Revelation 12:1-5. And there appeared a woman clothed with the sun — “It was a well-known custom,” says Lowman, “at the time of this prophecy, to represent the several virtues, and public societies, by the figure of a woman in some peculiar dress, many of which are to be seen in the Roman coins; in particular, Salus, the emblem of security and protection, is represented as a woman standing upon a globe, to represent the safety and security of the world under the emperor’s care. The consecration of the Roman emperors is expressed in their coins by a moon and stars, as in two of Faustina, to express a degree of glory superior to any on earth. Never was any image more expressive of honour and dignity than this in the vision: to stand in the midst of a glory made by the beams of the sun; and upon the moon, as above the low condition of this sublunary world; to wear a crown set with the stars of heaven, as jewels, is something more sublime than any thing whereby antiquity has represented their societies, their virtues, or their deities.” Bishop Newton explains this, and the five following verses, as follows: “St. John resumes his subject from the beginning, and represents the church (Revelation 12:1-2) as a woman, and a mother bearing children unto Christ. She is clothed with the sun, invested with the rays of Jesus Christ, the Sun of righteousness; having the moon — The Jewish new moons and festivals, as well as all sublunary things; under her feet, and upon her head a crown of twelve stars — An emblem of her being under the light and guidance of the twelve apostles. And she, being with child, cried, travailing in birth, and pained to be delivered — St. Paul hath made use of the same metaphor, and applied it to his preaching and propagating of the gospel, in the midst of tribulation and persecution, Galatians 4:19. But the words of St. John are much stronger, and more emphatically express the pangs and struggles which the church endured from the first publication of the gospel to the time of Constantine the Great, when she was in some measure eased of her pains, and brought forth a deliverer. At the same time, there appeared a great red dragon — Which is the well-known sign or symbol of the devil and Satan, and of his agents and instruments. We find the kings and people of Egypt, who were the great persecutors of the primitive church of Israel, distinguished by this title in Psalm 74:13; Isaiah 51:9; Ezekiel 29:3; and with as much reason and propriety may the people and emperors of Rome, who were the great persecutors of the primitive church of Christ, be called by the same name, as they were actuated by the same principle. For that the Roman empire was here figured, the characters and attributes of the dragon plainly evince. He is a great red dragon; and purple or scarlet was the distinguishing colour of the Roman emperors, consuls, and generals; as it hath been since of the popes and cardinals. His seven heads, as the angel afterward (Revelation 17:9-10) explains the vision, allude to the seven mountains upon which Rome was built, and to the seven forms of government which successively prevailed there. His ten horns typify the ten kingdoms into which the Roman empire was divided; and the seven crowns upon his heads denote, that at this time the imperial power was in Rome, the ‘high city, seated on seven hills, which presides over the whole world,’ as Propertius describes it, book 3. His tail also (Revelation 12:4) drew the third part of the stars of heaven, and did cast them to the earth — That is, he subjected the third part of the princes and potentates of the earth; and the Roman empire, as we have seen before, is represented as the third part of the world. He stood before the woman, which was ready to be delivered, for to devour her child as soon as it was born — And the Roman emperors and magistrates kept a jealous, watchful eye, over the Christians from the beginning. As Pharaoh laid snares for the male children of the Hebrews, and Herod for the infant Christ, the son of Mary; so did the Roman dragon for the mystic Christ, the son of the church, that he might destroy him even in his infancy. But notwithstanding the jealousy of the Romans, the gospel was widely diffused and propagated, and the church brought many children unto Christ; and, in time, such as were promoted to the empire. She brought forth a man-child, who was to rule all nations with a rod of iron, Revelation 12:5 — It was predicted that Christ should rule over the nations, Psalm 2:9; but Christ, who is himself invisible in the heavens, ruleth visibly in Christian magistrates, princes, and emperors. It was therefore promised before, to Christians in general, (Revelation 2:26-27,) He that overcometh, and keepeth my words unto the end, to him will I give power over the nations, &c. But it should seem that Constantine was here particularly intended, for whose life the dragon Galerius laid many snares, but he providentially escaped them all; and notwithstanding all opposition, was caught up unto the throne of God — Was not only secured by the divine protection, but was advanced to the imperial throne, called the throne of God; for, (Romans 13:1,) there is no power but of God, &c. He too ruled all nations with a rod of iron; for he had not only the Romans, who before had persecuted the church, under his dominion, but also subdued the Scythians, Sarmatians, and other barbarous nations, who had never before been subject to the Roman empire; and, as Spanheim informs us, there are still extant medals and coins of his with these inscriptions: The subduer of the barbarous nations; the conqueror of all nations; everywhere a conqueror; and the like. What is added, Revelation 12:6, of the woman’s fleeing into the wilderness for a thousand two hundred and threescore days, is said by way of prolepsis or anticipation. For the war in heaven between Michael and the dragon, and other subsequent events, were prior, in order of time, to the flight of the woman into the wilderness; but before the prophet passes on to a new subject, he gives a general account of what happened to the woman afterward, and enters more into the particulars in their proper place.12:1-6 The church, under the emblem of a woman, the mother of believers, was seen by the apostle in vision, in heaven. She was clothed with the sun, justified, sanctified, and shining by union with Christ, the Sun of Righteousness. The moon was under her feet; she was superior to the reflected and feebler light of the revelation made by Moses. Having on her head a crown of twelve stars; the doctrine of the gospel, preached by the twelve apostles, is a crown of glory to all true believers. As in pain to bring forth a holy family; desirous that the conviction of sinners might end in their conversion. A dragon is a known emblem of Satan, and his chief agents, or those who govern for him on earth, at that time the pagan empire of Rome, the city built upon seven hills. As having ten horns, divided into ten kingdoms. Having seven crowns, representing seven forms of government. As drawing with his tail a third part of the stars in heaven, and casting them down to the earth; persecuting and seducing the ministers and teachers. As watchful to crush the Christian religion; but in spite of the opposition of enemies, the church brought forth a manly issue of true and faithful professors, in whom Christ was truly formed anew; even the mystery of Christ, that Son of God who should rule the nations, and in whose right his members partake the same glory. This blessed offspring was protected of God.And there appeared a great wonder in heaven - In that heavenly world thus disclosed, in the very presence of God, he saw the impressive and remarkable symbol which he proceeds to describe. The word "wonder" - σημεῖον sēmeion - properly means something extraordinary, or miraculous, and is commonly rendered "sign." See Matthew 12:38-39; Matthew 16:1, Matthew 16:3-4; Matthew 24:3, Matthew 24:24, Matthew 24:30; Matthew 26:48; Mark 8:11-12; Mark 13:4, Mark 13:22; Mark 16:17, Mark 16:20; in all which, and in numerous other places in the New Testament, it is rendered "sign," and mostly in the sense of "miracle." When used in the sense of a miracle, it refers to the fact that the miracle is a sign or token by which the divine power or purpose is made known. Sometimes the word is used to denote "a sign of future things" - a portent or presage of coming events; that is, some remarkable appearances which foreshadow the future. Thus in Matthew 16:3; "signs of the times"; that is, the miraculous events which foreshadow the coming of the Messiah in his kingdom. So also in Matthew 24:3, Matthew 24:30; Mark 13:4; Luke 21:7, Luke 21:11. This seems to be the meaning here, that the woman who appeared in this remarkable manner was a portent or token of what was to occur.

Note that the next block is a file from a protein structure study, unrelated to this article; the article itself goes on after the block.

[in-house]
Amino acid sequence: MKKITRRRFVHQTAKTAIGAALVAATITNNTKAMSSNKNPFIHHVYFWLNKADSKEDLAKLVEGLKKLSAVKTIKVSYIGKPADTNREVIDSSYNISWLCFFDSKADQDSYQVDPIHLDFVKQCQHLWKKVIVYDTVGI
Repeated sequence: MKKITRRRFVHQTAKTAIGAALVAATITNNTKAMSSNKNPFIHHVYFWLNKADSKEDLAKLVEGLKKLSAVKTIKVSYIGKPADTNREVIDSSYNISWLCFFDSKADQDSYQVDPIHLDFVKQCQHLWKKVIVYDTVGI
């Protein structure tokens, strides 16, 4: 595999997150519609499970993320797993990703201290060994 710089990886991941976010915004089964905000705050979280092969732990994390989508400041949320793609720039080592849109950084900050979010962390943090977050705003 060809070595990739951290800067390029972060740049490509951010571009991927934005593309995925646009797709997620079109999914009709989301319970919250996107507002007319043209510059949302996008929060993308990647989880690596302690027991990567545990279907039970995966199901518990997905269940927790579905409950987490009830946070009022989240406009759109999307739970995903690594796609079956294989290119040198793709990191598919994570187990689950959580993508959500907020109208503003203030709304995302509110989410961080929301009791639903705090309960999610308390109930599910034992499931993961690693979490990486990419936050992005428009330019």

A woman clothed with the sun - Bright, splendid, glorious, as if the sunbeams were her raiment. Compare Revelation 1:16; Revelation 10:1; see also Sol 6:10 - a passage which, very possibly, was in the mind of the writer when he penned this description: "Who is she that looketh forth as the morning, fair as the moon, clear as the sun, and terrible as an army with banners?"